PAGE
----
3arrows

Barrel saddle horn repair

Recommended Posts

I have been asked to repair the rawhide horn weave by several people on their barrel saddles. Seems like they dont last very long when you are hanging on for dear life a lot of the time. Does anyone know if the weave can be bought (already weaved) or is this a hand made item? I was thinking about doing a nice quality roping style rawhide wrap, since it seems like it would hold up better. How do you guys do these types of horn repairs?? thanks again as always in advance of the best advice on the web... ron

Share this post


Link to post
Share on other sites
I have been asked to repair the rawhide horn weave by several people on their barrel saddles. Seems like they dont last very long when you are hanging on for dear life a lot of the time. Does anyone know if the weave can be bought (already weaved) or is this a hand made item? I was thinking about doing a nice quality roping style rawhide wrap, since it seems like it would hold up better. How do you guys do these types of horn repairs?? thanks again as always in advance of the best advice on the web... ron

Pull the fork cover and put the rawhide back on as it was new.I would use better rawhide than the factory did.It should last a long time.

Share this post


Link to post
Share on other sites

3arrows,

I'll agree with Brew that better rawhide will last longer. We live in pretty similar climates out here and probably see some of the same problems. It also shows my thoughts on how rawhide has a reputation for durability that may not be deserved for this application. Rawhide edge bindings and braided horns are supposed to protect what is underneath (the leather). They are the first thing to go, and then the leather lasts much longer than the covering that was protecting it. These barrel racing saddles have had nothing more than woman's hand wear them out. As soon as the varnish wears, that thin rawhide will start degrading.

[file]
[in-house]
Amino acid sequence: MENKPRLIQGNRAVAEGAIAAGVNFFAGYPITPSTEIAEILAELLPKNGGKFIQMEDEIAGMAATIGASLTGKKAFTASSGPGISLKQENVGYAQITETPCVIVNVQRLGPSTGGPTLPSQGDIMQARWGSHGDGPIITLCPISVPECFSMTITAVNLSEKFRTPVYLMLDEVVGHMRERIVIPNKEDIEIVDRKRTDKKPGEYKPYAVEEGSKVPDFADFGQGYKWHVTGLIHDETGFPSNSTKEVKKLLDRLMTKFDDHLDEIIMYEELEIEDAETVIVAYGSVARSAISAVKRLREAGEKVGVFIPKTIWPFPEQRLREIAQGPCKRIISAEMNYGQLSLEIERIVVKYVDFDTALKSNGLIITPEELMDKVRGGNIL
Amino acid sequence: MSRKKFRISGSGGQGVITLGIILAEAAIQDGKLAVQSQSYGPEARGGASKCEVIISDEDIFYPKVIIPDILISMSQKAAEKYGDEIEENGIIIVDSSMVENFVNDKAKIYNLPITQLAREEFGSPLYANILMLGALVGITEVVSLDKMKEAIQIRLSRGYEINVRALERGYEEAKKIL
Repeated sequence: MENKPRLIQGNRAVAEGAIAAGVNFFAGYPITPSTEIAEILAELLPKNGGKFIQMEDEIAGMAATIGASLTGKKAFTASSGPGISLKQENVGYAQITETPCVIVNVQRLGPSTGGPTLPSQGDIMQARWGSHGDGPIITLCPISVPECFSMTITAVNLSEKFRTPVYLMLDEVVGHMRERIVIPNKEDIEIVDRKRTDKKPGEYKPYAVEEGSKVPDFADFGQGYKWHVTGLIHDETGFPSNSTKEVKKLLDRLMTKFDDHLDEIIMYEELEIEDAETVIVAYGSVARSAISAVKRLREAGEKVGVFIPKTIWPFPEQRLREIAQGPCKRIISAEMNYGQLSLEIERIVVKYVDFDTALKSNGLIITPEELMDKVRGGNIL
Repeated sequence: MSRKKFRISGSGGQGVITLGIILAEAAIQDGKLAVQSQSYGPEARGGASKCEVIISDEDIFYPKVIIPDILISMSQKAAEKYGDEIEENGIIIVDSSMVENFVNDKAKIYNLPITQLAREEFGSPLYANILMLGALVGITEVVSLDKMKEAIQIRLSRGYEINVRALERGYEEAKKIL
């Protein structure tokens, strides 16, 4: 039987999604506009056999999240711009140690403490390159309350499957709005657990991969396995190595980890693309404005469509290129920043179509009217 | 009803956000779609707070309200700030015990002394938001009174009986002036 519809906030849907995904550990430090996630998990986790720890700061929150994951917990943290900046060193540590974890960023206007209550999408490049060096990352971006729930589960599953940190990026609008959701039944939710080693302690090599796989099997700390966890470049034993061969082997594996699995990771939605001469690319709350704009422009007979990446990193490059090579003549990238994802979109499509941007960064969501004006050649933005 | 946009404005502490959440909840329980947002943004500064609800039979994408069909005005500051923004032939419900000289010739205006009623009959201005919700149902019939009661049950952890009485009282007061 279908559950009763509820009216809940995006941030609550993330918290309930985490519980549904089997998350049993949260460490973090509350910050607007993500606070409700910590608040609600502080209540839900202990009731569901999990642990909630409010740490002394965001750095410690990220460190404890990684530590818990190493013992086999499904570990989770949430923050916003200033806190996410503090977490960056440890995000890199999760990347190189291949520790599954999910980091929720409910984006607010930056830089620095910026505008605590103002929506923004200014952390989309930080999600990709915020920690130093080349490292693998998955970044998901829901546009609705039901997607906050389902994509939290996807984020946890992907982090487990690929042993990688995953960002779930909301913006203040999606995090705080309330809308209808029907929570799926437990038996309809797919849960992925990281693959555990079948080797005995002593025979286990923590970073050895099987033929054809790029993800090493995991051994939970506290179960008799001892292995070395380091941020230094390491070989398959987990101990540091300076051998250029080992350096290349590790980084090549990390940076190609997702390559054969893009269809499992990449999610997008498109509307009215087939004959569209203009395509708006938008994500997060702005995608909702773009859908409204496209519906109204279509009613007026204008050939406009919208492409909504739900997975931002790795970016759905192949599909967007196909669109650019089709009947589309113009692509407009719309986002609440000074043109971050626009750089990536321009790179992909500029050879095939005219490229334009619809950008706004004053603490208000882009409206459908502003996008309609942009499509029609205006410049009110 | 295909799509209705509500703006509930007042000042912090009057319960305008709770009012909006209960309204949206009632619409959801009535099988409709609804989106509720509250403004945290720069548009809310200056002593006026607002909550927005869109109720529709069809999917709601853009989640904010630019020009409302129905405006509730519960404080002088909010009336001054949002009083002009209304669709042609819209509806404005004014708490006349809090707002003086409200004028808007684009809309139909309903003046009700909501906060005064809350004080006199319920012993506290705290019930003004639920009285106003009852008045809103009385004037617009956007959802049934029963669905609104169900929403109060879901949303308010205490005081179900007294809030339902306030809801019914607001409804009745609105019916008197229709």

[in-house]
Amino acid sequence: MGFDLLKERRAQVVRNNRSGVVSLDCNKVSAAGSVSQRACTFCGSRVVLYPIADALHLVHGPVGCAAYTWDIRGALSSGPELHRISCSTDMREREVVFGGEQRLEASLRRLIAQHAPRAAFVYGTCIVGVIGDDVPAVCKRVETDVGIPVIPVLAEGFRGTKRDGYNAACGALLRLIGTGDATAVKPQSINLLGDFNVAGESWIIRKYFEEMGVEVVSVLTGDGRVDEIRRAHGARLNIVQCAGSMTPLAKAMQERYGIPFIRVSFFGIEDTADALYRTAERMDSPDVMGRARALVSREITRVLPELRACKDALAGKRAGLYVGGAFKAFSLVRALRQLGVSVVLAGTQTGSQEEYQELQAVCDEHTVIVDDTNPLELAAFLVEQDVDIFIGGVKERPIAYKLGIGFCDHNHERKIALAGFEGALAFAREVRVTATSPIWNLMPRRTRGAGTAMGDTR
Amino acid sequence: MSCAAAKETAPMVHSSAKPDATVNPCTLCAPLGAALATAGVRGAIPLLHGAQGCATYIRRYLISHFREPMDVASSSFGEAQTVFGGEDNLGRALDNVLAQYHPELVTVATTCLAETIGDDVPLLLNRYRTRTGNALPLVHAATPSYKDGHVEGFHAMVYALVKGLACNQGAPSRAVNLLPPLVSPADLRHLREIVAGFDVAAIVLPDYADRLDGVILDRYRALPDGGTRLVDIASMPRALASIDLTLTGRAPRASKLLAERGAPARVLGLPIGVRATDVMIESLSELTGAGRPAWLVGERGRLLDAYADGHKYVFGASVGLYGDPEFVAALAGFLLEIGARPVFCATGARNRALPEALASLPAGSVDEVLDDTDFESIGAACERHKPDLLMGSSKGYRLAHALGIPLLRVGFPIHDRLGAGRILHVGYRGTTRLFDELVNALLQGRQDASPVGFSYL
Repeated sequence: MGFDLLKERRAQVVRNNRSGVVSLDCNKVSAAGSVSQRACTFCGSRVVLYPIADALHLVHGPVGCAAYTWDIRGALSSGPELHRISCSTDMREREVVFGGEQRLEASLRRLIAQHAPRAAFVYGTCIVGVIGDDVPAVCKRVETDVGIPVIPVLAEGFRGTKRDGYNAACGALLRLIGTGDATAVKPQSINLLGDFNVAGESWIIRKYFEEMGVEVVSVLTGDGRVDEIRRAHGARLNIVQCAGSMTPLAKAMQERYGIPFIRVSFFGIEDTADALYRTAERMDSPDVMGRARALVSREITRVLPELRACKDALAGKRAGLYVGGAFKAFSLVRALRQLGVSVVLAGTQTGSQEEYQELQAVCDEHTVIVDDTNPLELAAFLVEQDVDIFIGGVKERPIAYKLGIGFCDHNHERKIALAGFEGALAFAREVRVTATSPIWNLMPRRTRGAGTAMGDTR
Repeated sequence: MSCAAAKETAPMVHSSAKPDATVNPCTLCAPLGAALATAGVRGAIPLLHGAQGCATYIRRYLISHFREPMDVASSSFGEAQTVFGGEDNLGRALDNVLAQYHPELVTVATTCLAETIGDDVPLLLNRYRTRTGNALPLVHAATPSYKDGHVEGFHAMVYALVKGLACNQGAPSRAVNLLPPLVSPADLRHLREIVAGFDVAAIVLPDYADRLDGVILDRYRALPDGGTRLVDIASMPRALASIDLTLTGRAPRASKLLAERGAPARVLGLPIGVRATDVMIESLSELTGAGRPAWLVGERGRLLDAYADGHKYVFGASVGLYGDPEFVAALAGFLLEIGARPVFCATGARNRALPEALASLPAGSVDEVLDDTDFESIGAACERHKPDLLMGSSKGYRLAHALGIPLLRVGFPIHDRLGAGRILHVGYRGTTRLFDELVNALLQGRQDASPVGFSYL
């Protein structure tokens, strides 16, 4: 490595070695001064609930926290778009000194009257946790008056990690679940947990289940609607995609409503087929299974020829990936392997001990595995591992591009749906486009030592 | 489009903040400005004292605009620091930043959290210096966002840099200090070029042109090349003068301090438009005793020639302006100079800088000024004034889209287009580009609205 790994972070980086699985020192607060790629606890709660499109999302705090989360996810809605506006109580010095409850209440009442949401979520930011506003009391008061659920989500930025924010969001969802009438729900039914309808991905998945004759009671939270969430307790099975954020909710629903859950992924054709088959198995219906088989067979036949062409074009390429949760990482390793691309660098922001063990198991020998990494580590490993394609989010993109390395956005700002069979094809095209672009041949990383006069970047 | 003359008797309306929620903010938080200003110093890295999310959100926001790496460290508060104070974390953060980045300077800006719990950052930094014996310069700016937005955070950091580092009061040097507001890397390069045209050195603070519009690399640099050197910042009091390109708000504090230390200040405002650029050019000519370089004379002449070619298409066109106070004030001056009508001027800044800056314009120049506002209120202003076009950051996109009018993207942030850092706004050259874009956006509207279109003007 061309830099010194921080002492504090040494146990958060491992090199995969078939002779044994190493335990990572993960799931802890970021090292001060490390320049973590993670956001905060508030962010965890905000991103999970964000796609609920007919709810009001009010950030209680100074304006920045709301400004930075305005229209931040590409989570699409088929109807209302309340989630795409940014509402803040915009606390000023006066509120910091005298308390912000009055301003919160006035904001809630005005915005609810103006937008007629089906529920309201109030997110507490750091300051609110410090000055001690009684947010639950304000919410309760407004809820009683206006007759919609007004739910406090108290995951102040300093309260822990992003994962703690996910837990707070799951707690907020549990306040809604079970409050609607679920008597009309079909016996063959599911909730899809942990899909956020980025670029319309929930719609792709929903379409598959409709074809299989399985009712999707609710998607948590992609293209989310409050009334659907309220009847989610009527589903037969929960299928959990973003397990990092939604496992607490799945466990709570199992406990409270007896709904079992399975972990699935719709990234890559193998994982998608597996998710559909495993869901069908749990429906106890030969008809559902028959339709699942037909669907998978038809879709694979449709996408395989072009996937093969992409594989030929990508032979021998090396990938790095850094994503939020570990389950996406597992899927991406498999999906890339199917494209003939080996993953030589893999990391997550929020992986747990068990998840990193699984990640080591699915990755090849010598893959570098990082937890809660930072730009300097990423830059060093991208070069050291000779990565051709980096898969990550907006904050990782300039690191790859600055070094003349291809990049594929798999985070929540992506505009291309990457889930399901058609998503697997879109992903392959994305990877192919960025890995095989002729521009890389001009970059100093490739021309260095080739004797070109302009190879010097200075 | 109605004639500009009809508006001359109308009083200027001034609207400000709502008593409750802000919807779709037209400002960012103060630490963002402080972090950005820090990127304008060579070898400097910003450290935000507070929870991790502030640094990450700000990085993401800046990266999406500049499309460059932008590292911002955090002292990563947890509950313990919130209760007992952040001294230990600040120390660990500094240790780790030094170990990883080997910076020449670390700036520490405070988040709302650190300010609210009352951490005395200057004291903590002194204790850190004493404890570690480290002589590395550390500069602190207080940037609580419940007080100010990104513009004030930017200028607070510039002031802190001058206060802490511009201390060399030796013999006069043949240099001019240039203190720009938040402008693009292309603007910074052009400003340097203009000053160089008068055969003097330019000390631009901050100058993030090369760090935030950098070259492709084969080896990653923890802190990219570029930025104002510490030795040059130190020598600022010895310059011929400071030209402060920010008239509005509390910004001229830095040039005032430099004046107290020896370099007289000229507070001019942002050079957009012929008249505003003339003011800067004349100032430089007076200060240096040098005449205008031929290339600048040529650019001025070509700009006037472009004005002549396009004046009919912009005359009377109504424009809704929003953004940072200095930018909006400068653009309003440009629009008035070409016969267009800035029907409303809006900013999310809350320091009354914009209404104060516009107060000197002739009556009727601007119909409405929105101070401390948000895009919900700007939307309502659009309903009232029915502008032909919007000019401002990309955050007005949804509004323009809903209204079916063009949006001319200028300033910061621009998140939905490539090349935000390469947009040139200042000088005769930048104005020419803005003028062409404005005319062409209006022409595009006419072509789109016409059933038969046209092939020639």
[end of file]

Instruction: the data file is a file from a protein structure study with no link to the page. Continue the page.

In the time it takes to temper the rawhide, cut it, braid it, fuss with it as it dries, and tack the ends down, I have two leather covers done. I price the rawhide recovers twice as much as the leather replacements. Most of these have aluminum horns and no filler layer, so the horncover can loosen and twist. I drill 3 holes in the horn cap, tap it and run three countersunk head machine screws through the filler layer and cap, then cut the bottoms of the screws off flush. I go back and put on my bottom and top pieces and sew through all 3 layers to cinch them down.

Share this post


Link to post
Share on other sites

Actually all of my requests so far have been from men who ride in the performance events. A 200+ lb guy can really so some damage when he's holding on to that horn going around poles.

Ok, so I agree with you, Im going to do the leather covers and screw them to the horn as you described. Then sew the top and bottom pieces to the middle one..thanks for the advice,, ron.

Share this post


Link to post
Share on other sites

Hey Ron!

If your customer is adamant about having a rawhide weave (and is willing to pay what you ask) then there is was a step-by-step guide in LCSJ several years ago. If you don't have access to it, let me know and I'll send you a copy via snail mail. If he'll go for a sewn leather cover, then I'd jump on that before he changes his mind!!